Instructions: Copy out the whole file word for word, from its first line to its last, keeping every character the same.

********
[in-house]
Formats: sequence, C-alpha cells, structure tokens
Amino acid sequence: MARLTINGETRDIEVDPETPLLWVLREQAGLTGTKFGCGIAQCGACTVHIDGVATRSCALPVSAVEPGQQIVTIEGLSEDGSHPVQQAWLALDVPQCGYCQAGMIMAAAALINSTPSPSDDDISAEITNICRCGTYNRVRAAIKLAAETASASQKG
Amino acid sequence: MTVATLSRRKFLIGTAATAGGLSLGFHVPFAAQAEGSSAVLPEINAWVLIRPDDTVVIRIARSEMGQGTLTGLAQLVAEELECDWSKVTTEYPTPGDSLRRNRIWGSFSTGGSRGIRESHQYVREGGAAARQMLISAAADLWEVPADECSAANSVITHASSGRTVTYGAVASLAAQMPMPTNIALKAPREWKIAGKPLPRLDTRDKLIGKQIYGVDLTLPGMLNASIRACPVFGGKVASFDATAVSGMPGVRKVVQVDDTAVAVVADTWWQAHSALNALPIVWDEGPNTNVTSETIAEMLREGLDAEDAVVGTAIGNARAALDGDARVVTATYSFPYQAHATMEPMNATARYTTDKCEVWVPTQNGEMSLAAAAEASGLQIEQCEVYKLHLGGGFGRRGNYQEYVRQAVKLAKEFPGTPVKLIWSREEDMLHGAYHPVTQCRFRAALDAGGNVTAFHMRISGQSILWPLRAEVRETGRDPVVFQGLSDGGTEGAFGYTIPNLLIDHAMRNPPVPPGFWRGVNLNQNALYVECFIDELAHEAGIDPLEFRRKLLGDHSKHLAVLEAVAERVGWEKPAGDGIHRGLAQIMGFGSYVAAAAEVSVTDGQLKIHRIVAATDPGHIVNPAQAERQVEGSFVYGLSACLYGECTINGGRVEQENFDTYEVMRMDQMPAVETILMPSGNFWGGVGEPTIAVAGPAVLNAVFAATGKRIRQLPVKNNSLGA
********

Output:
[in-house]
Formats: sequence, C-alpha cells, structure tokens
Amino acid sequence: MARLTINGETRDIEVDPETPLLWVLREQAGLTGTKFGCGIAQCGACTVHIDGVATRSCALPVSAVEPGQQIVTIEGLSEDGSHPVQQAWLALDVPQCGYCQAGMIMAAAALINSTPSPSDDDISAEITNICRCGTYNRVRAAIKLAAETASASQKG
Amino acid sequence: MTVATLSRRKFLIGTAATAGGLSLGFHVPFAAQAEGSSAVLPEINAWVLIRPDDTVVIRIARSEMGQGTLTGLAQLVAEELECDWSKVTTEYPTPGDSLRRNRIWGSFSTGGSRGIRESHQYVREGGAAARQMLISAAADLWEVPADECSAANSVITHASSGRTVTYGAVASLAAQMPMPTNIALKAPREWKIAGKPLPRLDTRDKLIGKQIYGVDLTLPGMLNASIRACPVFGGKVASFDATAVSGMPGVRKVVQVDDTAVAVVADTWWQAHSALNALPIVWDEGPNTNVTSETIAEMLREGLDAEDAVVGTAIGNARAALDGDARVVTATYSFPYQAHATMEPMNATARYTTDKCEVWVPTQNGEMSLAAAAEASGLQIEQCEVYKLHLGGGFGRRGNYQEYVRQAVKLAKEFPGTPVKLIWSREEDMLHGAYHPVTQCRFRAALDAGGNVTAFHMRISGQSILWPLRAEVRETGRDPVVFQGLSDGGTEGAFGYTIPNLLIDHAMRNPPVPPGFWRGVNLNQNALYVECFIDELAHEAGIDPLEFRRKLLGDHSKHLAVLEAVAERVGWEKPAGDGIHRGLAQIMGFGSYVAAAAEVSVTDGQLKIHRIVAATDPGHIVNPAQAERQVEGSFVYGLSACLYGECTINGGRVEQENFDTYEVMRMDQMPAVETILMPSGNFWGGVGEPTIAVAGPAVLNAVFAATGKRIRQLPVKNNSLGA